Preparatory manipulation planning automatically finds a sequence of robot motion that manipulates and prepares an object for specific tasks . The reason preparatory manipulation is needed is that objects in the real world are not always well posed. Take Fig.1 for example. In the figure, an electric drill is in two initial poses shown in Fig.1(a.1) and Fig.1(b.1). To use the drill, a human worker has to reorient the drill to let the tooltip face to targets like Fig.1(a.4) and (b.4). The reorienting process is named preparatory manipulation.
Fig.1 shows two ways to do preparatory manipulation. The first one is single-arm regrasp shown in Fig.1(a.1-a.4), where the human worker picks up the electric tool using his right hand in (a.1), places it down on the table in (a.2), changes the pose of his right hand to regrasp the tool in (a.3), and successfully reorients the tooltip in (a.4). Only a single arm (the right arm and right hand) is used in the process. The second one is dual-arm handover shown in Fig.1(b.1-b.4), where the human picks up the electric tool using his left hand in (b.1), moves it to a hand-over pose in (b.2), hands it over to his right hand in (b.3), and reorients the tooltip in (b.4). Both arms are used in the second case.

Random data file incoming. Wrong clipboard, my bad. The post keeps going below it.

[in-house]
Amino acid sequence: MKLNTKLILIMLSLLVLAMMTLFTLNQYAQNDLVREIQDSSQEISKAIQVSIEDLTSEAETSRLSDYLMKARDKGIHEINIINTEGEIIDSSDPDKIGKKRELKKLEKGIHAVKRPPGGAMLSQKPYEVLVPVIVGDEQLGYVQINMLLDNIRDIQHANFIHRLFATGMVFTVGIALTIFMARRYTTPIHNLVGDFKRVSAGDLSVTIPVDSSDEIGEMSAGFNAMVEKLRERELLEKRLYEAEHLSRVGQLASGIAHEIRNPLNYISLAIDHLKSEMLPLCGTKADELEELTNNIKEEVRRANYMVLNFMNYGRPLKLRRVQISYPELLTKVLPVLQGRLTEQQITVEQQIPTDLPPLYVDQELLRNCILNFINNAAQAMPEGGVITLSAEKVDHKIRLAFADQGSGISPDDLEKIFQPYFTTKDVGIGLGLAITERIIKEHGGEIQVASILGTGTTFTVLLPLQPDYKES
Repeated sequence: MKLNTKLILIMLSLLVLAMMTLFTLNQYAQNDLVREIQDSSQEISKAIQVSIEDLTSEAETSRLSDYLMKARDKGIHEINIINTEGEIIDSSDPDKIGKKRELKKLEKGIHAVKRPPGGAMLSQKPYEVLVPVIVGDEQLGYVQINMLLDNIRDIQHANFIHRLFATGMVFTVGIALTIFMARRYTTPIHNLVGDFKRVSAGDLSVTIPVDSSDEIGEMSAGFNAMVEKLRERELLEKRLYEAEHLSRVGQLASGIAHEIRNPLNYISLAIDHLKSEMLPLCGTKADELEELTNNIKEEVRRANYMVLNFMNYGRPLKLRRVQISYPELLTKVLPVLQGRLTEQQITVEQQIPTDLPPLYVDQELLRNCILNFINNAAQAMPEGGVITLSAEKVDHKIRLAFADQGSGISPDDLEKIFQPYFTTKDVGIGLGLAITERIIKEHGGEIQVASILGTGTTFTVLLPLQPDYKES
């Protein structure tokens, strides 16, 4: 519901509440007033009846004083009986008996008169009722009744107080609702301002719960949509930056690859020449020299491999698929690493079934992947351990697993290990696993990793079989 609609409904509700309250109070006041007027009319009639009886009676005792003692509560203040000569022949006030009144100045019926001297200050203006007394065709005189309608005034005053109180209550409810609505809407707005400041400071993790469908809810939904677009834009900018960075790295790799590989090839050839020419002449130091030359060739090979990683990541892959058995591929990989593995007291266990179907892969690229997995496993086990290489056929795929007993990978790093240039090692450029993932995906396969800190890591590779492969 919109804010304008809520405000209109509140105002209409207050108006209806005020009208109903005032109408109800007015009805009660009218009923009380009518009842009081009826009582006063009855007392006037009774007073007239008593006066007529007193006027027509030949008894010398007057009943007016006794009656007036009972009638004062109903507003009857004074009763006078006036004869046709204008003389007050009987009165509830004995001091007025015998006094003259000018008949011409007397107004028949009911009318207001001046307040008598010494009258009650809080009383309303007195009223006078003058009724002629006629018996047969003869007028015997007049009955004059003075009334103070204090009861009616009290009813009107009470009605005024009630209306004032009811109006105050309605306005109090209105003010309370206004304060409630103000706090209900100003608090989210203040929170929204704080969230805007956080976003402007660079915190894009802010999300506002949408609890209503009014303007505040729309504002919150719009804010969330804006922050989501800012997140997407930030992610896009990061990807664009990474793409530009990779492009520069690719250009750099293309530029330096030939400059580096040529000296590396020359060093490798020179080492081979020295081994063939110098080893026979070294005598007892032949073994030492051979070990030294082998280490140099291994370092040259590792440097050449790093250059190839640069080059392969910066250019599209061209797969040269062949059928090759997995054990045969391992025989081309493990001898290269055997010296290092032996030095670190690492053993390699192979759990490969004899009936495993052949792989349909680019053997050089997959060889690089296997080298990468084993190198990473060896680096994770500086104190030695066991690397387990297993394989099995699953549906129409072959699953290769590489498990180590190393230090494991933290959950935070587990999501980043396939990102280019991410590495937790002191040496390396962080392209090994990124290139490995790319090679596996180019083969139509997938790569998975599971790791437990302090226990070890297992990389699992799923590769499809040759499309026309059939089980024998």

Preparing objects using single-arm and dual-arm manipulation is common and important to handle objects in our daily life. It motivates us to develop algorithms for robots to have similar manipulation skills. In the paper, we challenge the difficulty of planning multiple robot motions together and automatically selecting the necessary number of arms. We develop algorithms to find a sequence of collision-free and IK-feasible motion to move and reorient objects, and propose a super regrasp graph that helps to determine the sequence of multi-arm handover and whether to use a single arm, dual arms, or their combinations to perform given tasks. Lots of related studies have been devoted to the topic in the past few decades. They are summarized in the related work section. Compared with them, this paper initially performs preparatory manipulation planning using fully automatically generated grasps and object poses. It is also the first work that automatically determines the choices of arms.